One design lapse we noted was that the receiver's setup menus don't appear on the screen; they're instead limited to the receiver's front-panel display. Then again, with an auto speaker setup and calibration system as capable as the Audyssey 2EQ/HTIB's, we weren't really all that put off by the lack of onscreen menus. The Audyssey 2EQ/HTIB requires the user to run the setup program with the included microphone placed in three different positions in the room. It's easy enough to do--just plug in the mic and respond to the display's prompts. The Audyssey 2EQ/HTIB sends test tones to the speakers and sub, then adjusts the speaker equalization, size setting, subwoofer crossover points, channel volume level, and time-delay settings for each speaker.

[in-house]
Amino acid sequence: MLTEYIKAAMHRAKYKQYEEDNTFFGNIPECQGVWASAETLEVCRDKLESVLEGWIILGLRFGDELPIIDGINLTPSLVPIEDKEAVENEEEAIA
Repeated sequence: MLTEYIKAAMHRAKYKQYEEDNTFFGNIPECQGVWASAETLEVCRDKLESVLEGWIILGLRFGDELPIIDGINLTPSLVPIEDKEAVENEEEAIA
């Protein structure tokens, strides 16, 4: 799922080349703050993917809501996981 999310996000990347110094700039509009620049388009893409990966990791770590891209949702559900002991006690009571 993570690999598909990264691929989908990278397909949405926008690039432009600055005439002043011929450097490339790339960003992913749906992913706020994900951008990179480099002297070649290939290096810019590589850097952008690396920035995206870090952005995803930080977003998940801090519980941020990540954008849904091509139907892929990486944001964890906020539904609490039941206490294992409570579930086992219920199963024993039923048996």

We've been skeptical of the claimed benefits of auto EQ systems because they can sound worse than no EQ or produce ambiguous results, but the Audyssey 2EQ/HTIB worked wonders for the sound of the HT-SR800's speakers and sub. After we ran the auto calibration, the sound grew sweeter and richer with markedly better satellite-subwoofer blend. The equalization also benefited the vocal and dialogue sound to a significant degree. There was one change we didn't care for--the bass seemed a little too full, so we manually turned down the sub's volume just a bit.